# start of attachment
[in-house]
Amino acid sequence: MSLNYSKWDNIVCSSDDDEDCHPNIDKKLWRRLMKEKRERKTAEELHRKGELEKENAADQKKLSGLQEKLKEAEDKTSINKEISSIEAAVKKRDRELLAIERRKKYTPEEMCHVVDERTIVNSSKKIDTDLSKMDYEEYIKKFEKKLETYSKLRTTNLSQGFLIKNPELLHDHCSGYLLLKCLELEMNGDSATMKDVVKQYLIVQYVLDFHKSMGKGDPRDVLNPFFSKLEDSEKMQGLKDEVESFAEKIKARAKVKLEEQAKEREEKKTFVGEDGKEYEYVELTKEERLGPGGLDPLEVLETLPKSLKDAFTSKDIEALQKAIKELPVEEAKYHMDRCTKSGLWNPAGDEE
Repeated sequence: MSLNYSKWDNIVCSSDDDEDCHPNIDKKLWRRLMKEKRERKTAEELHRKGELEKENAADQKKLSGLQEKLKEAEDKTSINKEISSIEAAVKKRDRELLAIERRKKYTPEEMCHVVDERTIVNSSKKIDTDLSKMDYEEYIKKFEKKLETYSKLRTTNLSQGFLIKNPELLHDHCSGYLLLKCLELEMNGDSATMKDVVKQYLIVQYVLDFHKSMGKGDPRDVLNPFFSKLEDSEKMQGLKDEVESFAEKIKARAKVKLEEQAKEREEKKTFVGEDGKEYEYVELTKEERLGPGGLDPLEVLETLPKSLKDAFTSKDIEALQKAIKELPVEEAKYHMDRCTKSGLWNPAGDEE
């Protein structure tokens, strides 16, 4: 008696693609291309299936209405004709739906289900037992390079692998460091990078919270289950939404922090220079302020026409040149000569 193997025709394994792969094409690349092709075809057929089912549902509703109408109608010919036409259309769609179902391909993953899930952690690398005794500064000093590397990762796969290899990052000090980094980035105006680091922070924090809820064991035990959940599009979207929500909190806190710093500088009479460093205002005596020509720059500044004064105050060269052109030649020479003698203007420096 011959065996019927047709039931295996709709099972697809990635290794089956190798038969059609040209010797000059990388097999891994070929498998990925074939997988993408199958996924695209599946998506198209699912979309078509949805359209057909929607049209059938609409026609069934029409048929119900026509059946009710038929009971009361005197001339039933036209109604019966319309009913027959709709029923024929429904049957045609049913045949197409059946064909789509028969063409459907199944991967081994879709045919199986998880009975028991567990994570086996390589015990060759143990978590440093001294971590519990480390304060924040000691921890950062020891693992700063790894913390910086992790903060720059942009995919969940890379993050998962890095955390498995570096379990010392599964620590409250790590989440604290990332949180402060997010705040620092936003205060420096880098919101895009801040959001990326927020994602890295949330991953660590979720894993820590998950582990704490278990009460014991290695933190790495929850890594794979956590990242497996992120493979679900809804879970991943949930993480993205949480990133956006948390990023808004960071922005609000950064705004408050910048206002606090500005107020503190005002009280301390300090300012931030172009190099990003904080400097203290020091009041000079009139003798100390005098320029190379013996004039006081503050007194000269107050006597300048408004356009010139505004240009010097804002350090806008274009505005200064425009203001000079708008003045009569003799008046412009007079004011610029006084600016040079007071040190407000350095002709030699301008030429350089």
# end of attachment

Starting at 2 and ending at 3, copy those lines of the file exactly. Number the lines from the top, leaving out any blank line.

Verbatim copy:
Amino acid sequence: MSLNYSKWDNIVCSSDDDEDCHPNIDKKLWRRLMKEKRERKTAEELHRKGELEKENAADQKKLSGLQEKLKEAEDKTSINKEISSIEAAVKKRDRELLAIERRKKYTPEEMCHVVDERTIVNSSKKIDTDLSKMDYEEYIKKFEKKLETYSKLRTTNLSQGFLIKNPELLHDHCSGYLLLKCLELEMNGDSATMKDVVKQYLIVQYVLDFHKSMGKGDPRDVLNPFFSKLEDSEKMQGLKDEVESFAEKIKARAKVKLEEQAKEREEKKTFVGEDGKEYEYVELTKEERLGPGGLDPLEVLETLPKSLKDAFTSKDIEALQKAIKELPVEEAKYHMDRCTKSGLWNPAGDEE
Repeated sequence: MSLNYSKWDNIVCSSDDDEDCHPNIDKKLWRRLMKEKRERKTAEELHRKGELEKENAADQKKLSGLQEKLKEAEDKTSINKEISSIEAAVKKRDRELLAIERRKKYTPEEMCHVVDERTIVNSSKKIDTDLSKMDYEEYIKKFEKKLETYSKLRTTNLSQGFLIKNPELLHDHCSGYLLLKCLELEMNGDSATMKDVVKQYLIVQYVLDFHKSMGKGDPRDVLNPFFSKLEDSEKMQGLKDEVESFAEKIKARAKVKLEEQAKEREEKKTFVGEDGKEYEYVELTKEERLGPGGLDPLEVLETLPKSLKDAFTSKDIEALQKAIKELPVEEAKYHMDRCTKSGLWNPAGDEE